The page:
Of all the Olympic adventures enjoyed by athletes down the years, few can match the drama experienced by American sprinter Betty Robinson.
She was the first women’s 100m champion, she remains to this day the youngest and her story is one of the most remarkable in the annals of the Games.
When she ran in the final of the 100m at the Olympic Games in Amsterdam in 1928, it was only her fourth competitive race and she was just 16.
She had been spotted running after a train by her schoolteacher and was encouraged to take up sprinting. In her second competitive race, a matter of months before the Games in Holland, she broke the world record in an unofficial time.
She arrived in Amsterdam about as inexperienced as you can be but sometimes that level of naivety can work in your favour, and Robinson was far from over-awed by the occasion.
The six-woman final was whittled down to four sprinters after a series of false starts saw two competitors disqualified.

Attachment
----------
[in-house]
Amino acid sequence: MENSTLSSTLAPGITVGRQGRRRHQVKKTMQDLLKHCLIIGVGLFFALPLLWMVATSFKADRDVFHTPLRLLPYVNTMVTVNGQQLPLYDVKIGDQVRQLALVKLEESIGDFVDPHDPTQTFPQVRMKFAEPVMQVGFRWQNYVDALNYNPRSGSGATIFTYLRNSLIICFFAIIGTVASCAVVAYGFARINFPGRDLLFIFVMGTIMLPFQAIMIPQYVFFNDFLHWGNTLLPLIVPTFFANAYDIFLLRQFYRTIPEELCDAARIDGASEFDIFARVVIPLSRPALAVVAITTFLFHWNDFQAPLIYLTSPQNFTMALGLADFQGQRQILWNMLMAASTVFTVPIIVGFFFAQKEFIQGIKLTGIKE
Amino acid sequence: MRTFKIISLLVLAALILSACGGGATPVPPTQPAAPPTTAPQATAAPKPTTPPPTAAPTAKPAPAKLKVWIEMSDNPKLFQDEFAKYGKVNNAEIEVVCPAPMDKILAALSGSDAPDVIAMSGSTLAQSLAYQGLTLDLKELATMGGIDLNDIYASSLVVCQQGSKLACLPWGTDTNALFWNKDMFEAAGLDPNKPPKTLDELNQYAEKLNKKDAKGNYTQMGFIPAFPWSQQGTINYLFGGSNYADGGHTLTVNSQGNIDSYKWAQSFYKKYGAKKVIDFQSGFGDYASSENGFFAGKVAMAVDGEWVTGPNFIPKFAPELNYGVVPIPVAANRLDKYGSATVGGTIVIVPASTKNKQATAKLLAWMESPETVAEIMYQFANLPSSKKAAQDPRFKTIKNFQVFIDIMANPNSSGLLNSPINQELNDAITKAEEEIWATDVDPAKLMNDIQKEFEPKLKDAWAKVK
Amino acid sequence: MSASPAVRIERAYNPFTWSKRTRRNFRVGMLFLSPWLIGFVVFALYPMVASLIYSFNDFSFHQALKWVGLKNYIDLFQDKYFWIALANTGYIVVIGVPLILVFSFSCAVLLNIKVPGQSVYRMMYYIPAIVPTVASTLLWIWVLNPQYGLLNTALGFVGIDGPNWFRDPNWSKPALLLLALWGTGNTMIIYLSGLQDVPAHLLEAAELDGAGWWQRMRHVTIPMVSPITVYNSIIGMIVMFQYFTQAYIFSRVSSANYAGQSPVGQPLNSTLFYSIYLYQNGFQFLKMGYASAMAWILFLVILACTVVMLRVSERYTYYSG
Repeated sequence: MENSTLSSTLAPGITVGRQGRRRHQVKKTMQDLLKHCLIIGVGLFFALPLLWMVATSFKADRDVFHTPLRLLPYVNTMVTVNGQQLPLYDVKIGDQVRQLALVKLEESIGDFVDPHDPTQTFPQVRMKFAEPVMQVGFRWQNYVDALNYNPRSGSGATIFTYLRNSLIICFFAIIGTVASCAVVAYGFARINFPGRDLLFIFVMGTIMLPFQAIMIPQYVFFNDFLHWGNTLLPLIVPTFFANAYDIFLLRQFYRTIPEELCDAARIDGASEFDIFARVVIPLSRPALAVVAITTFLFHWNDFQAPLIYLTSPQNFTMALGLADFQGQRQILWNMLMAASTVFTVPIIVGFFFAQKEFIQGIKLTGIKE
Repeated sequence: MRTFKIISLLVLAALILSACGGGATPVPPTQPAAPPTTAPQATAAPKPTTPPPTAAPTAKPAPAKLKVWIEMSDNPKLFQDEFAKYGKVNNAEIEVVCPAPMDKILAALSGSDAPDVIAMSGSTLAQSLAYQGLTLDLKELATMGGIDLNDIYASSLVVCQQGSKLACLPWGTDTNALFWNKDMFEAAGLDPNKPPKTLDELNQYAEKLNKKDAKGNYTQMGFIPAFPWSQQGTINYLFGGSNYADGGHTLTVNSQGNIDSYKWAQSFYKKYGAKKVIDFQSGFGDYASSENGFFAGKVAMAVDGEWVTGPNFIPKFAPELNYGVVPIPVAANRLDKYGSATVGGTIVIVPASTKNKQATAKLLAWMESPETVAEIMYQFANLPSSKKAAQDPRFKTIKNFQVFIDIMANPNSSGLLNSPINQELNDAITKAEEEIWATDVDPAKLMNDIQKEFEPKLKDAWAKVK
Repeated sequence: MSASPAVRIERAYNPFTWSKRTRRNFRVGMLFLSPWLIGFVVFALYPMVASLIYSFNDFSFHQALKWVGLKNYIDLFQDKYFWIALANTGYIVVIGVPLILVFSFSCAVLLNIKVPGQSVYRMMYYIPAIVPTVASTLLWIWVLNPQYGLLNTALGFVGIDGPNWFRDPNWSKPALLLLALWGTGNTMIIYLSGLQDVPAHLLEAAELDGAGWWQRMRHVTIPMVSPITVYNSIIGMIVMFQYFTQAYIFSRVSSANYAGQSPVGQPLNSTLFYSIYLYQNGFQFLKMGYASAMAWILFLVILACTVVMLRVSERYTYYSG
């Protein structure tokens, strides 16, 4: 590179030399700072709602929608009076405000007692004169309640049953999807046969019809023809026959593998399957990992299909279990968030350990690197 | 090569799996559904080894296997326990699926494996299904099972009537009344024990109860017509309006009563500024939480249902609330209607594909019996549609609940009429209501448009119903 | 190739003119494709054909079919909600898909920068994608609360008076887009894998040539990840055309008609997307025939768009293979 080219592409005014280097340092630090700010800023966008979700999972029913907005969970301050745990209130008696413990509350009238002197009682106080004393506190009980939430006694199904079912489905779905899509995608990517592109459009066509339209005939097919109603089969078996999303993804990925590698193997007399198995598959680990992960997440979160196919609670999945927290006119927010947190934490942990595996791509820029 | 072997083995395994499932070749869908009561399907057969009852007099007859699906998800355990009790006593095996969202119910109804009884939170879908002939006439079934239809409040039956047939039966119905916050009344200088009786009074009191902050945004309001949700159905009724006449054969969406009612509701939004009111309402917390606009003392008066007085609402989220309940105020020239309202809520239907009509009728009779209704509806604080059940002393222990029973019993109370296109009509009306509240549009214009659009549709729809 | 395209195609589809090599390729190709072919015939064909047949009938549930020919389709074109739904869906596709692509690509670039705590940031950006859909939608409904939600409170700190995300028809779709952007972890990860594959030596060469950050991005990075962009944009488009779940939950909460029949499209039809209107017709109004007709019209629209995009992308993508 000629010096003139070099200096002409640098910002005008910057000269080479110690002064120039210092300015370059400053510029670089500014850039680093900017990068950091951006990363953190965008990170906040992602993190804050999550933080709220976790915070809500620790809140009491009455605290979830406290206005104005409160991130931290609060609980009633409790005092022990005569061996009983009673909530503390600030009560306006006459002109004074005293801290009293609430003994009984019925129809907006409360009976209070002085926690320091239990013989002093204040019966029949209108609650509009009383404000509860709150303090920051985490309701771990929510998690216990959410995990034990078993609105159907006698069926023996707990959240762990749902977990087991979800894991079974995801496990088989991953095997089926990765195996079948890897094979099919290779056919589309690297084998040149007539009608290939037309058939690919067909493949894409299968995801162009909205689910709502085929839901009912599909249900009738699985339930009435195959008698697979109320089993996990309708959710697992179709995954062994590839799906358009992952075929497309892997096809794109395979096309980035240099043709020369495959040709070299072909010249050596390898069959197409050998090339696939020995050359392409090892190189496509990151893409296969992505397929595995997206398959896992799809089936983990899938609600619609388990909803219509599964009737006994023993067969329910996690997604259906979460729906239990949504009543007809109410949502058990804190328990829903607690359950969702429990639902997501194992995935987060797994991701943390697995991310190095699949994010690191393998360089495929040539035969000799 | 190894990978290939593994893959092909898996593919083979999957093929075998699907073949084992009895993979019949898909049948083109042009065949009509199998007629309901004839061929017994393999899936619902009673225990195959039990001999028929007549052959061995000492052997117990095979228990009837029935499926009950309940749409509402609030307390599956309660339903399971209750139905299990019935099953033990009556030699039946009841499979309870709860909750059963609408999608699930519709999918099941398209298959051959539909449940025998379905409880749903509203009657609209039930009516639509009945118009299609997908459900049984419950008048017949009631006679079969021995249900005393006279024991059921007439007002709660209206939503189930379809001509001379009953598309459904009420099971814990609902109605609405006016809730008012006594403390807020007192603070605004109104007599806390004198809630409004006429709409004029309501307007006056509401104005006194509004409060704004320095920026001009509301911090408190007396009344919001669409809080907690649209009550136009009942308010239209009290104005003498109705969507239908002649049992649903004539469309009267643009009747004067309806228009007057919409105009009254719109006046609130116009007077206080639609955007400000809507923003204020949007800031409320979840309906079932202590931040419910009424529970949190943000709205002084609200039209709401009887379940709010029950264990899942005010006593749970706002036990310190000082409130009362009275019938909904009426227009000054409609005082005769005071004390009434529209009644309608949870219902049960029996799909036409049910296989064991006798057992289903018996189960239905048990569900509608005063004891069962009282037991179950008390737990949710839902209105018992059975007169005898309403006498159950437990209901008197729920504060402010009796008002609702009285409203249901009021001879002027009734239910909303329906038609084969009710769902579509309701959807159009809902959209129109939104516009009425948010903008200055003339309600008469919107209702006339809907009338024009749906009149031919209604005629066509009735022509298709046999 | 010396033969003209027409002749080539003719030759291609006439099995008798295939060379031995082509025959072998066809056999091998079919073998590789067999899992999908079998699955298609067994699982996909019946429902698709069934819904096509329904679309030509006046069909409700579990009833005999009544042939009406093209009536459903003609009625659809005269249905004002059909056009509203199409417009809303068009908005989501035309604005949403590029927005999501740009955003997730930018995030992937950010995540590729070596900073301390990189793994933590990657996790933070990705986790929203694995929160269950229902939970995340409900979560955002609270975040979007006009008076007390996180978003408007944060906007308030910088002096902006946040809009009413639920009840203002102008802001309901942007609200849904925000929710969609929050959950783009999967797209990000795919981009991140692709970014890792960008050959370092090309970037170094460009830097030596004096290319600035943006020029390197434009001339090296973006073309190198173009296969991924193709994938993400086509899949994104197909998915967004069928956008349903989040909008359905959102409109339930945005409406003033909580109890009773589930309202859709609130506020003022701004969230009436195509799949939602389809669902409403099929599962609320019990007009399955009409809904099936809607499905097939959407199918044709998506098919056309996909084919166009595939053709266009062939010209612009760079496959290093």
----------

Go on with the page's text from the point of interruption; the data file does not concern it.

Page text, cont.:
When the start finally came, Robinson surged steadily clear before winning in a world record 12.2secs, finishing about a foot clear of Canadians Bobbie Rosenfeld and Ethel Smith.
Three years later and Robinson was to experience even greater drama.
Travelling in a biplane piloted by her cousin, it crashed and Robinson was given up for dead when rescuers found the body among the wreckage. S
he and her cousin were placed in the trunk of a car and taken to an undertakers but on arrival they were found to be alive and Robinson remained in a coma for seven months.
She had suffered a broken leg, a crushed arm and severe concussion but her determination saw her recover and by 1936 she was back at the Olympics in Berlin.
So severe was her leg injury that she was unable to kneel down and could not compete in the 100m. However she was still able to run in the relay and she helped steer the US quartet to 4x100m gold in an astonishing performance.